Colin Powell & Alma Johnson
When retired Gen. Colin Powell stepped up to the podium at an Alexandria, Va., hotel last November to announce that he would not run for President in 1996, the woman at his side was clearly part of the decision. “It was one that we reached together, as a team, as we have for 33 years,” Alma Powell told reporters. “I am very supportive.”
To many, it looked like Powell, 58, had given up the chance of a lifetime to please his wife. After all, Alma, also 58, had made it clear that she feared “crazy people out there” who might make her husband a target. But those who know the Powells say it wasn’t that simple. “It’s wrong to characterize it as a veto,” says son Mike, 32. “It was more like a Kabuki dance. He’d sense if it is something she’s not comfortable with, and if she’s not, he’s not. He can’t go without her.”
For the Powells, a system of mutual respect and understanding has gotten them through two wars and a score of relocations as he rose up the Army ranks. “They are best friends,” says Powell aide Bill Smullen. “They both go about their business, but they are happy being around one another.”
Their collaboration began in 1961, when an Army buddy of Powell’s talked him into taking out his girlfriend’s roommate. Powell was wary of the fix-up, but his anxiety was mild compared with Alma’s. “I definitely don’t go on blind dates with soldiers,” said Alma Johnson, then working as an audiologist for the Boston Guild for the Hard of Hearing. When he arrived at her Boston apartment, however, dread gave way to delight. “He was simply the nicest person I had ever met,” she says.
After eight months of steady dating, Powell was ordered to Vietnam, and he asked Alma to write to him. But at 24, she had no interest in being a pen pal. If their relationship wasn’t going further, “we might as well end it now,” she told him. “Her reaction forced me to ask myself something I had not faced so far,” Powell recalled in his autobiography My American Journey. “How much did this woman mean to me?” The next day, Powell proposed—though without an engagement ring. “Alma must have loved me, because I was not a romantic suitor,” he wrote. “I told her that we would be better off spending the money on household items.” Two weeks later they wed at the Congregational Church in Alma’s hometown of Birmingham, Ala.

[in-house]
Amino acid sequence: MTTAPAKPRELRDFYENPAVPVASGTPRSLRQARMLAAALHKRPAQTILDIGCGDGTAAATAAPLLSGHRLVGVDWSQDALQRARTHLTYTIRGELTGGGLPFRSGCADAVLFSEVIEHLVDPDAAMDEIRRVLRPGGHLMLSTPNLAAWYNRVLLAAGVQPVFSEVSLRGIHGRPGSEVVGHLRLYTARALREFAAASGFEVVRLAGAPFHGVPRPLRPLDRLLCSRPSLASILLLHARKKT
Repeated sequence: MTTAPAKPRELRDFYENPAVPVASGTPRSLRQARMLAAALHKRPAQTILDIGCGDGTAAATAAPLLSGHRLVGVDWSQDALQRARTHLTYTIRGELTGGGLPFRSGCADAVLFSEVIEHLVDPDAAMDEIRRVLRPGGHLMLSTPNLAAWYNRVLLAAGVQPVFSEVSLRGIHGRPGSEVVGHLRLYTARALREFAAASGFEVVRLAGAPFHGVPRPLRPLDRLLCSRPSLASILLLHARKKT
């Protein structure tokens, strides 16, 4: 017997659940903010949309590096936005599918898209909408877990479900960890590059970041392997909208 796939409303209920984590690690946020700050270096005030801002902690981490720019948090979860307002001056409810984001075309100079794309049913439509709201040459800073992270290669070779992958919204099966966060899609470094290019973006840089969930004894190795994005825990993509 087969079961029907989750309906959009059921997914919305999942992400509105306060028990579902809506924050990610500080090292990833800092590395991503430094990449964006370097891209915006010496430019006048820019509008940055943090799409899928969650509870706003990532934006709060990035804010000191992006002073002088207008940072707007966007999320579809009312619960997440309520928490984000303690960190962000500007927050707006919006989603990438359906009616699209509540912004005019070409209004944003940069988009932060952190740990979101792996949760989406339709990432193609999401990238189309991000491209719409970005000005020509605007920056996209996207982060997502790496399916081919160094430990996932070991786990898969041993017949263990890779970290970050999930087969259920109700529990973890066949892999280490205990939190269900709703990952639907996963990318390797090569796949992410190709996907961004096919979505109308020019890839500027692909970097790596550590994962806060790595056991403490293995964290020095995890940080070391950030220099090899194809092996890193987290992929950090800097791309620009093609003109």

Separated by war for the first year of their marriage, the Powells tried to protect each other. In his letters from Vietnam, Powell skimmed over the daily Viet Cong ambushes he faced. Alma, living with her parents in Birmingham, neglected to mention the anti-civil rights attacks that kept her father sitting up nights with a shotgun on his lap to defend the family. “Alma wanted her letters to support me with her love, not alarm me with her concerns,” he wrote.
With the births of Michael in 1963, Linda in 1965 and Annemarie in 1970, Alma also took charge of the growing household. “I never saw her as secondary or subordinate,” says Mike Powell. “In a military family, the spouse is forceful. We observed our mother running things a lot.”
When Alma was diagnosed with depression in the mid-1980s, Colin stood firmly by her side. And during the long nights of the Gulf War, she routinely left kettles of hot soup on the stove to welcome her husband home after a stressful day at the Pentagon as Chairman of the Joint Chiefs of Staff.
Since the general’s retirement in 1993, the couple has tried to make up for all the years they were kept apart. They spend much of their time at home in McLean, Va., watching movies (Moonstruck is his favorite), playing with their two grandsons and just catching up. “We spend an hour reading the newspapers in the morning and having coffee together,” says Powell. “I enjoy being home with my wife more than ever.”
But they also know when to give each other space. Alma happily indulges her husband’s passion for tinkering with his beloved 1966 Volvo in their garage, and he defers to his wife when they attend events for the charities she supports. Yet they are happiest when they are together. “Through all the fog,” says son Mike, “at the end of the day they still look for each other.”